The intersection of Santa Monica Boulevard and San Vicente Boulevard is viewed by many as the entrance to West Hollywood’s Boystown gay nightlife district. That’s why the City Council decided in 2012 to create two crosswalks painted in the rainbow of colors used in 1978 by Gilbert Baker to create the Gay Pride flag.
But the thousands and thousands of people who marched into West Hollywood on Sunday to protest police violence against Black people found themselves also greeted by a rendering of the blue, pink, and white transgender flag. And some City Council members aren’t happy that city board and commission members were involved in creating that.
City Councilmember John Duran, at Monday’s Council meeting, was critical that people had painted the trans flag image without reaching out to City Hall for permission. He noted that when the city created the rainbow crosswalks, it decided not to put an image in the center of the intersection.
Duran was more upset when he learned today that members of city boards and commissions participated in the painting and that, by her presence, Mayor Lindsey Horvath was giving her tacit permission. Sheriff’s deputies were also on the scene, standing quietly by while the painting was being done. Councilmember Lauren Meister also expressed her concern about that.
“There is a reason that law enforcement and government officials have to remain neutral on free speech,” Duran said in a text message to WEHOville objecting to the flag painting. “For example, if this sets a precedent and a group wants to paint a Confederate flag on Santa Monica Boulevard, we can’t say ‘oh we agree with trans rights so that unauthorized mural can stay, but your Confederate flag has to go.’ Now we are regulating content. And the government cannot regulate free speech — whether it’s law enforcement or city government. “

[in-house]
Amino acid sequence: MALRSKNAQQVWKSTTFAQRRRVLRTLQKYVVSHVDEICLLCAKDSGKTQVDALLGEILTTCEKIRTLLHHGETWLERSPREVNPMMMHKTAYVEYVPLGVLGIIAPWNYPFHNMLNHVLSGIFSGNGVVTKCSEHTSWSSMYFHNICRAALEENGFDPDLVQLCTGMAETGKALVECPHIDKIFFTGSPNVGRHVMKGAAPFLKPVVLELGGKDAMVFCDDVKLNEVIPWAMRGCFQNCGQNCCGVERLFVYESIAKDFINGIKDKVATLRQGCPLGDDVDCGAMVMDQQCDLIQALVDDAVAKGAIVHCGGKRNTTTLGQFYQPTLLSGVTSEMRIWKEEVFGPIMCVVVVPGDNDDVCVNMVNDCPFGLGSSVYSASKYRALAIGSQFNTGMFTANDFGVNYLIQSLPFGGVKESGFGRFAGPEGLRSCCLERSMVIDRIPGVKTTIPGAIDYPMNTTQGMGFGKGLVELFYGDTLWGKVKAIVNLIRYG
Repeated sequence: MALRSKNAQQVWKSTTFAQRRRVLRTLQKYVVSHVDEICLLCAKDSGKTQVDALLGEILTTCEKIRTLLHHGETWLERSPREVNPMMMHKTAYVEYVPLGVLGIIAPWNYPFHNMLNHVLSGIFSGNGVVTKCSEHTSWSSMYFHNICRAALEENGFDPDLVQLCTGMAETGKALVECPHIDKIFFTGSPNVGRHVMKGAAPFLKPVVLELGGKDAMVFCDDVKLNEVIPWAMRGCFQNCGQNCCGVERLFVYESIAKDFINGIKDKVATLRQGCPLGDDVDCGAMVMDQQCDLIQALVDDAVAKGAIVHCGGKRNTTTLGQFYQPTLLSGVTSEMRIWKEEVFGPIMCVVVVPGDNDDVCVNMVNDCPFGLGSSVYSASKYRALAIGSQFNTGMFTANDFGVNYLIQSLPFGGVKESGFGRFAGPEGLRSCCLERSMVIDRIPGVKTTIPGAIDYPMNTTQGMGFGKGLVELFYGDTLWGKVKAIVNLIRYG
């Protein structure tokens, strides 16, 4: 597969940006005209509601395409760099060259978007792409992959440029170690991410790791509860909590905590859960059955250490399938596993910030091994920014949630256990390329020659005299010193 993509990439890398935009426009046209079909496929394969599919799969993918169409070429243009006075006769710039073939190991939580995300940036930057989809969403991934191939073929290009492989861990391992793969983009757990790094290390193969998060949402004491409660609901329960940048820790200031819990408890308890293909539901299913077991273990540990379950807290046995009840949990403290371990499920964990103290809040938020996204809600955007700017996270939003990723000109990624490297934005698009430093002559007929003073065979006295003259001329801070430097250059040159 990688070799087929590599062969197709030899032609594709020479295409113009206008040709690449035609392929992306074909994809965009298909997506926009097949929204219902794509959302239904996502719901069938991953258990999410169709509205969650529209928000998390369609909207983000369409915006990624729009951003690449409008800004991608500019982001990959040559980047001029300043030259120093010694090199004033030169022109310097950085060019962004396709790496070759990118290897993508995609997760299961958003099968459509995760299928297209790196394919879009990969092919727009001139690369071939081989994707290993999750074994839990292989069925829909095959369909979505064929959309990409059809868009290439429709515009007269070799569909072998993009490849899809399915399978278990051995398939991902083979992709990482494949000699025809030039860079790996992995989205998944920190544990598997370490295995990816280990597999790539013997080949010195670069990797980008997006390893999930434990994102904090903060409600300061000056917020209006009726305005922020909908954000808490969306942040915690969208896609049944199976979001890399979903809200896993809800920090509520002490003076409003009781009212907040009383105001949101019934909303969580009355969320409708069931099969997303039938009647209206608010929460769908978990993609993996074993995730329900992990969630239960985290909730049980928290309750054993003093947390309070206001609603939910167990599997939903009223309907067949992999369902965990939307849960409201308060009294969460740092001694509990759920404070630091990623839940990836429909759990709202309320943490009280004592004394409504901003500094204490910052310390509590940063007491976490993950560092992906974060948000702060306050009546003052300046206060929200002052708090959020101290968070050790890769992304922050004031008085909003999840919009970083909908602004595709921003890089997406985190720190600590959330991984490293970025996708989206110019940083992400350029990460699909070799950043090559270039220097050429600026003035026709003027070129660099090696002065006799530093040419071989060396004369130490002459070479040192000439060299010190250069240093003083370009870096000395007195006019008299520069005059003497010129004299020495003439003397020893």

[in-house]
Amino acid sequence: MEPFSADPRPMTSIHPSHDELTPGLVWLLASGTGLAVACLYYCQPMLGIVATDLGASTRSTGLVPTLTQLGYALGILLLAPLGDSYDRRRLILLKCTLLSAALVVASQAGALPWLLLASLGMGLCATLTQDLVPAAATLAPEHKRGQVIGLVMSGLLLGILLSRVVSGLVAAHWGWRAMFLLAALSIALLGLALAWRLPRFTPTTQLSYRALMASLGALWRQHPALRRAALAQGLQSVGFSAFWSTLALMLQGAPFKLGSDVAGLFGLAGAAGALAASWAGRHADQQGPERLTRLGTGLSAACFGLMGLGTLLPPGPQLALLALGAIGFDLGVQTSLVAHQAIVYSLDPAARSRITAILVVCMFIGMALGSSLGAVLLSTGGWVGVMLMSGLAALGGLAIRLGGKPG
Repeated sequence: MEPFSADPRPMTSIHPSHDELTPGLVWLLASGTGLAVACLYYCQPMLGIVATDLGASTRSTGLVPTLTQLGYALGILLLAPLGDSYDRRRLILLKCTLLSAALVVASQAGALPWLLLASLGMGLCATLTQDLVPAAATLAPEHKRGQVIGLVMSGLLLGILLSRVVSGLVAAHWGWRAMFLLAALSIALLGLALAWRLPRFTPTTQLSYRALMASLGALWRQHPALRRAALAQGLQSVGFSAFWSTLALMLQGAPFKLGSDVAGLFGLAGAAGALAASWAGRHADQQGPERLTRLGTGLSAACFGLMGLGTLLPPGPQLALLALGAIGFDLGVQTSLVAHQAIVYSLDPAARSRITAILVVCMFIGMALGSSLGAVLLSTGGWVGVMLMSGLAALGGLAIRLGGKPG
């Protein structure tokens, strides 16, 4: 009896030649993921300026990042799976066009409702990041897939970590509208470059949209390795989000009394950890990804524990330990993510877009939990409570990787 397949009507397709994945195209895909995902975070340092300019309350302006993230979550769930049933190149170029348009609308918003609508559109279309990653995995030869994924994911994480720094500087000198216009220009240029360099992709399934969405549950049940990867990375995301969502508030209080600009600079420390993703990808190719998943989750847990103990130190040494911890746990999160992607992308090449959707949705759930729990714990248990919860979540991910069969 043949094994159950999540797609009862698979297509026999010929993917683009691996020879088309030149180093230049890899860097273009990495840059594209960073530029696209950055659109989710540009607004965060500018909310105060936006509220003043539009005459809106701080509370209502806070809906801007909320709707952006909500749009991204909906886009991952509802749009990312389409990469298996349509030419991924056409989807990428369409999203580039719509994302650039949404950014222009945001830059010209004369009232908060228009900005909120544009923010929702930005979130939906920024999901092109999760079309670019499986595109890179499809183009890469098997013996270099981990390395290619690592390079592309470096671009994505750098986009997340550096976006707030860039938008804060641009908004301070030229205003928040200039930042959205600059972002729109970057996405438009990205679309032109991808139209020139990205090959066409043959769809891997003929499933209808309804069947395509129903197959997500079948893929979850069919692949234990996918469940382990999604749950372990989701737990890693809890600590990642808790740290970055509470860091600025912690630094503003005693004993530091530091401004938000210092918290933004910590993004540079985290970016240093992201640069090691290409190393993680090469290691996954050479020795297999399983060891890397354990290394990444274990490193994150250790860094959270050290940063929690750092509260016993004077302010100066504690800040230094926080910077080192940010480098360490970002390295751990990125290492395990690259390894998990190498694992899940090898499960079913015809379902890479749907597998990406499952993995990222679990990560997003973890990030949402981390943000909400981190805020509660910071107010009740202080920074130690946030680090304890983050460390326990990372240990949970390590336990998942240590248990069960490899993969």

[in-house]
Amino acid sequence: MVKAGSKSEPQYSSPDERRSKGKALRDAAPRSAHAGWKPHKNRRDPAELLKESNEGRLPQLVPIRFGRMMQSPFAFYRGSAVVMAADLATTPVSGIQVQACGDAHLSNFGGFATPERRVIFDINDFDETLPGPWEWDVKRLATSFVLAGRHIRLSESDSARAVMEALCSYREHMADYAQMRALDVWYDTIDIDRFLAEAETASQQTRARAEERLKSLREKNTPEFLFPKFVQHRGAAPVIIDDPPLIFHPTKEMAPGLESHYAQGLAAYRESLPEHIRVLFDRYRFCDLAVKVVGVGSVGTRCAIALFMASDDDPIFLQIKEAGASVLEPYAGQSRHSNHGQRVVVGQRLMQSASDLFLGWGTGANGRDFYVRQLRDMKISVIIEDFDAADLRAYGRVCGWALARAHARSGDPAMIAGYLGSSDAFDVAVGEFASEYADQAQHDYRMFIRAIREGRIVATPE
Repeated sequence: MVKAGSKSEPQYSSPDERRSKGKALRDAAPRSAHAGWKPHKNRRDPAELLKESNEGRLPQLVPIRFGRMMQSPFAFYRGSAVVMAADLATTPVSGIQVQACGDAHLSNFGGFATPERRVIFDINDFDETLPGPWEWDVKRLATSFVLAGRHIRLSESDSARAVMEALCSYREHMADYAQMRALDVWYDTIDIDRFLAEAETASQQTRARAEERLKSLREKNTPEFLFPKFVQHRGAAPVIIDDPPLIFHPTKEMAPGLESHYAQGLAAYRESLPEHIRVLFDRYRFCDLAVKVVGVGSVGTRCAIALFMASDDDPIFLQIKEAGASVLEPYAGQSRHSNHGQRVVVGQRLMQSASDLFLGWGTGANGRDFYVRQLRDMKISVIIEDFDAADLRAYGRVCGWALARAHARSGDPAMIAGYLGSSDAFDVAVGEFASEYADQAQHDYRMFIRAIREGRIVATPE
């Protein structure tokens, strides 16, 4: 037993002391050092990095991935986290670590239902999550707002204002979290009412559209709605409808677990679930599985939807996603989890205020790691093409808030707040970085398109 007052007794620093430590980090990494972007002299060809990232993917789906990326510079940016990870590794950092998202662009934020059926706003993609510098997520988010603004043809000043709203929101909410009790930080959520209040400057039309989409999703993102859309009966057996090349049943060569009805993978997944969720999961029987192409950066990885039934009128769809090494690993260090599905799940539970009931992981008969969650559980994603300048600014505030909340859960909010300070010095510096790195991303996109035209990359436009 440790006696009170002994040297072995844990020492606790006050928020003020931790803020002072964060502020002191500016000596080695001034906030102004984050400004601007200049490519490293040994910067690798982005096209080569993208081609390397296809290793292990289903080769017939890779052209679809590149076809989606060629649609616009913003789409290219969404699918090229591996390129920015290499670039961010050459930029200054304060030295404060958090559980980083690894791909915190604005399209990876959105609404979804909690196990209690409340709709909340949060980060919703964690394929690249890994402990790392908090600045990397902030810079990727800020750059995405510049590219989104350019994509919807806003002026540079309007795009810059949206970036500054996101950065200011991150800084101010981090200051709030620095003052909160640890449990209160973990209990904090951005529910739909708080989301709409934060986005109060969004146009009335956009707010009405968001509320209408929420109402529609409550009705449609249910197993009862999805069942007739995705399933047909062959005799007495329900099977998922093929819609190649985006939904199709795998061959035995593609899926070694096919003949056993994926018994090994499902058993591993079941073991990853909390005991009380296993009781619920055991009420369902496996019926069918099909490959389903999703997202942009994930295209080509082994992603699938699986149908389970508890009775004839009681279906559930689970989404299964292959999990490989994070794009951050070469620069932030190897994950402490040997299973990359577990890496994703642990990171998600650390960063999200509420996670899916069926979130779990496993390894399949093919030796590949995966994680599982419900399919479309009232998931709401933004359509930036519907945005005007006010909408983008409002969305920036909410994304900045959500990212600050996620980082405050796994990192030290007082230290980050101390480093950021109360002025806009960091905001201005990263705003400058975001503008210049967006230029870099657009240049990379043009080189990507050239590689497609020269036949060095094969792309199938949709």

The painting was a project of the organizers of Sunday’s All Black Lives Matter protest march. John Erickson, a member of the city’s Planning Commission and a candidate in the Nov. 3 City Council election, was part of the group that help paint the flag image late on Saturday night. Mayor Horvath was on the scene, as were more than a dozen others including Karen Andros Eyres and Angela de Silva, members of the city’s Women’s Advisory Board; Alexis Sanchez, a member of the city’s Transgender Advisory Board, Zekiah Wright, a member of the city’s Lesbian and Gay Advisory Board, and Noemi Torres, a member of the city’s Public Facilities Commission who also is running for a West Hollywood City Council seat. Duran and Councilmember John Heilman are both up for re-election in the Nov. 3 race.
In a Facebook post that included photos of him and others doing the painting Erickson said: “Sometimes you take over Santa Monica Blvd. on a Saturday night and paint a giant trans flag to say loud and proud: Black Trans Lives Matter!”
In a text message to WEHOville, Duran said that “any person defacing public property is subject to arrest for misdemeanor vandalism.But when a crime is committed with the participation of public officials who act under the color of authority, it is especially troubling. Any other person would have been arrested. The Mayor and commissioners are supposed to defend the city, not order deputies to stand guard while an offense is committed.“